The following is a guest post by John Erickson, doctoral student in Women’s Studies in Religion at Claremont Graduate University. His research interests involve an interdisciplinary approach and are influenced by his time as the director of a women’s center and active member in the GLBTQ and women’s rights movements. His work is inspired by the intersectionality of the feminism, queer identity, and religious political and cultural rhetoric. He is the author of the blog, From Wisconsin, with Love and can be followed on Twitter at @jerickson85.
I must confess I have been struggling with writing this blog entry for a couple of months. Although I don’t usually find myself at a loss for words, when discussing the role of men in feminism and religion, I must admit, I did not know what to say.
While thinking about my positionality within feminism, both as a man and self-identified feminist, I was continually brought back to the time where I felt as if I didn’t belong. When my place as both an ally and advocate for gender and sexual equality was challenged not by other men who didn’t understand me but by a group of fellow female students in my first ever graduate class in Women’s Studies at Claremont Graduate University.
The overarching feeling that I can recall from the memory is how scary the prospect of a man in a women’s studies class appears to be. What place did I have sitting in what has been traditionally defined as a “safe space” and more importantly, how would my presence in the classroom affect the open and empowering nature that women’s studies classes have symbolically represented in both the world of activism and academia?
I must admit that, even though I don’t believe to know the answers to these important questions, I believe it comes down to power and what exactly power means. Culturally, what does a white, male-bodied individual both symbolically and physically represent? In an academic field dominated by men, what did it mean to have a man in a women’s studies and religion class and program sit there and claim to “understand” or “belong” in feminism?
I remember when I was 18 years old and heard a female role model of mine utter the phrase: “It’s not about right, it’s not about wrong, it’s about power.” Her name was Buffy Summers and although some might scoff at the sentiment or rebuff the source, this saying has stayed with me through my time as a Women’s Studies major in college to now, as a recent graduate of two graduate Women’s Studies programs. Specifically, this statement has been one that I lived by when entering into classroom discussion.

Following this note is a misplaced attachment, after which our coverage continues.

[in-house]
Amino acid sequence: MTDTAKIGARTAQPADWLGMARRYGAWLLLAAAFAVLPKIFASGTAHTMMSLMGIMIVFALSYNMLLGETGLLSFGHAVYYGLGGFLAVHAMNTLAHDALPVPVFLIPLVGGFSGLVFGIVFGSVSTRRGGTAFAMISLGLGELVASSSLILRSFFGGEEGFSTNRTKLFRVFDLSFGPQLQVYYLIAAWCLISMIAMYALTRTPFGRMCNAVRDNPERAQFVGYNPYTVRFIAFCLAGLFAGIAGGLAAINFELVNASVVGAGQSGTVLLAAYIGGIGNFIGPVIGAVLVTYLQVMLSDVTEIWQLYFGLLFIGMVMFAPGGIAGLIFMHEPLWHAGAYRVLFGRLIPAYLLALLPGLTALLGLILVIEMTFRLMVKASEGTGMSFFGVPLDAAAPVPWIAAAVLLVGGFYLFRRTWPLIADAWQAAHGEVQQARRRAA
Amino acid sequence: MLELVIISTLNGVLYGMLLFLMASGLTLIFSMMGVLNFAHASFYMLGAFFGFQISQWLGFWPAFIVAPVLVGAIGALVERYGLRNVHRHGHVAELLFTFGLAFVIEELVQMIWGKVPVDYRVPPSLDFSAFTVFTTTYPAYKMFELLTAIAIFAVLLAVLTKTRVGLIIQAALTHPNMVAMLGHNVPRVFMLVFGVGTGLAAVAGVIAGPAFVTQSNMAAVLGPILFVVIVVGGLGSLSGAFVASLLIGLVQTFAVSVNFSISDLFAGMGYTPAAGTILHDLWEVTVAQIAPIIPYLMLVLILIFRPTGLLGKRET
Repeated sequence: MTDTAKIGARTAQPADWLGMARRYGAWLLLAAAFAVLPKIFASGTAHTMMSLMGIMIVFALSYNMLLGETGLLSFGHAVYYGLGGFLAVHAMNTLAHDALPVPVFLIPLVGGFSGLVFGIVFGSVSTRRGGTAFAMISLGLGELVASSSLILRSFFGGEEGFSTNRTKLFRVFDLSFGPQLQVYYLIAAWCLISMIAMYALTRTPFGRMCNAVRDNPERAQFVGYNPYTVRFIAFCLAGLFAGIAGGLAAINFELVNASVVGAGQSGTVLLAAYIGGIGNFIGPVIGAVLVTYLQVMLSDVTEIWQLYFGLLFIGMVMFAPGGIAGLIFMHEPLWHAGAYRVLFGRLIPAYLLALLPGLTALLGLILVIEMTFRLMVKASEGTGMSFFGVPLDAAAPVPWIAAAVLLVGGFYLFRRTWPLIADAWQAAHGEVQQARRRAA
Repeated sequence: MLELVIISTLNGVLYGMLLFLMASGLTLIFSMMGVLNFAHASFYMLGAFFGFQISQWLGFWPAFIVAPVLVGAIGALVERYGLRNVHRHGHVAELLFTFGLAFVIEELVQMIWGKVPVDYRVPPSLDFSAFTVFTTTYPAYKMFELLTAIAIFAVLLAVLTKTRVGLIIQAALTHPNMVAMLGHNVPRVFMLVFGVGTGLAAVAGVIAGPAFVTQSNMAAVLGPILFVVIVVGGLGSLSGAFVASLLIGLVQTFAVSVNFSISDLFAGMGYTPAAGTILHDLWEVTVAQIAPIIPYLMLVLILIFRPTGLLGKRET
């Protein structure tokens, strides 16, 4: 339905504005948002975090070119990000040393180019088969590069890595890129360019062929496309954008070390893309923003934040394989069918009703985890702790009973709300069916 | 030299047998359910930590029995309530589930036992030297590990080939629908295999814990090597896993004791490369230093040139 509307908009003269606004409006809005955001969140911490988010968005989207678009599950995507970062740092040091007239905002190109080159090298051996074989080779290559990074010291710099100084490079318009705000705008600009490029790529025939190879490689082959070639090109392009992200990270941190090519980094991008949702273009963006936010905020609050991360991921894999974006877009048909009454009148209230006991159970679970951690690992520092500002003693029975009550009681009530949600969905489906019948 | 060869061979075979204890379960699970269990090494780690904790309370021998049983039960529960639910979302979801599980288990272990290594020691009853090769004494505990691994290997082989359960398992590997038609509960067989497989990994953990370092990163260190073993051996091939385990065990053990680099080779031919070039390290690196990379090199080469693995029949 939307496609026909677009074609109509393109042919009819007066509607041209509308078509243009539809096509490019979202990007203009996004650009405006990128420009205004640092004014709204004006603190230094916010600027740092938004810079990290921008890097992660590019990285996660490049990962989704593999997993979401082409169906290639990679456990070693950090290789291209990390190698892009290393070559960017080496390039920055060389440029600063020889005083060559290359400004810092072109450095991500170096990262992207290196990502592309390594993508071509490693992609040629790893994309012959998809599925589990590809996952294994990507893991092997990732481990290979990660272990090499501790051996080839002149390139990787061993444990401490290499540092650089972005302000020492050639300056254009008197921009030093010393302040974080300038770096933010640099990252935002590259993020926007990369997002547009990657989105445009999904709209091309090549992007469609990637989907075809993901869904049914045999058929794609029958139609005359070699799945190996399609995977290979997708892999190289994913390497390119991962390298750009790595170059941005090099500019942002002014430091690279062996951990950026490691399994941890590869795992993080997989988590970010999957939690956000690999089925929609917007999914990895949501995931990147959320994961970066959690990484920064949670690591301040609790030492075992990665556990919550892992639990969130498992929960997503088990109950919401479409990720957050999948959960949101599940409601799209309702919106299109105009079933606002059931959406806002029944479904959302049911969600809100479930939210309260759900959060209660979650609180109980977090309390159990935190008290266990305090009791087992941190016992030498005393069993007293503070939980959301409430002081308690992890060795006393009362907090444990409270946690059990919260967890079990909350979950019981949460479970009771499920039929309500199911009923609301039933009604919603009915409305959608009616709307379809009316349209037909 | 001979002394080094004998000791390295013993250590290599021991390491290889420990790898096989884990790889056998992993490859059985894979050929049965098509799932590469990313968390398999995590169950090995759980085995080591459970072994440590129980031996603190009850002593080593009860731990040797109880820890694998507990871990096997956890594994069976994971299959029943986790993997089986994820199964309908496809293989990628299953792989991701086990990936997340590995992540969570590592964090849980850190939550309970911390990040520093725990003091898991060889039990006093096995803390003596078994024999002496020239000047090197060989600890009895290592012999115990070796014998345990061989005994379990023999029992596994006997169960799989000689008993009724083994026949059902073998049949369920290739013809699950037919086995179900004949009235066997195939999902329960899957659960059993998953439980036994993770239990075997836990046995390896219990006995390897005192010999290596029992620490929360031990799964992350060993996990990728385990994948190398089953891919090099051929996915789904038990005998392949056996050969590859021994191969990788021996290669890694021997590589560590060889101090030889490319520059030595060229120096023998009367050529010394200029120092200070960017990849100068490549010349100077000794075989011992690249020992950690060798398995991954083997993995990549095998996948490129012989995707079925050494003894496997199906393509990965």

As a man in feminism and religion it is my responsibility to negotiate the power, responsibility, and more importantly the vulnerability that comes with being a man in feminism. I must understand my power as a white, male-bodied individual in feminism and the privilege that I receive from the world just because I was born a man. I must be responsible for that power and understand that it is both subconsciously oppressive and endowing just as much as it is consciously empowering. However, while I navigate my way through intersectionalities of these positions, I must understand and accept the vulnerability that comes with being a man in feminism.
As men in feminism it is our job to accept and understand that if it comes down to power, then we have to be ok with being vulnerable. Men have to accept the vulnerability we feel, when we hear the stories of patriarchal oppression and subjugation. We have to be willing to redefine our positions both within the field of religion and women’s studies as well as the world in order to move beyond heteropatriarchal and heteronormative stereotypes to create a world that is both empowering to women and men from all walks of life.
If the world really does come down to power: who has it, who wants it, and what we do with it once we get it, men in feminism, specifically have to be ok when the power pendulum doesn’t swing their way and that, is why I believe, many men are not involved with feminism today.
Giving up power means making oneself vulnerable and that is a concept that men, traditionally those outside of feminism, still have a hard time admitting to and actually doing. However, if we begin by exploring the male allies that are already in feminism and religion, then it is easy to see that change is both possible and plausible.
Change is never easy. Change is suppose to be hard and most importantly, change is suppose to take time. While men in feminism still remains a new concept and may or may not sound particularly “normal” when rolling off the tips of our tongues, we, as new and continuing students and scholars of feminism and religion have to understand that this “vulnerability” we feel when welcoming a male student into the classroom or listening to their comments during discussion are suppose to feel strange.
But we also have to remember what it takes to get a man into the classroom and the world of feminism. If a man joins in class discussion or takes a class in feminism, we owe it to the possibility of change, to listen. If we have discovered anything by studying feminism throughout history, it is that giving up power is never easy, and that is what these men, in my opinion, are doing.
Men in feminism and religion have to step back and listen first. To create the change we want to see in the world we have to listen and act together and that is exactly what feminism is all about: taking the harsh and oppressive nature of a scary world and creating something beautiful for all of humanity to be proud of and work towards together.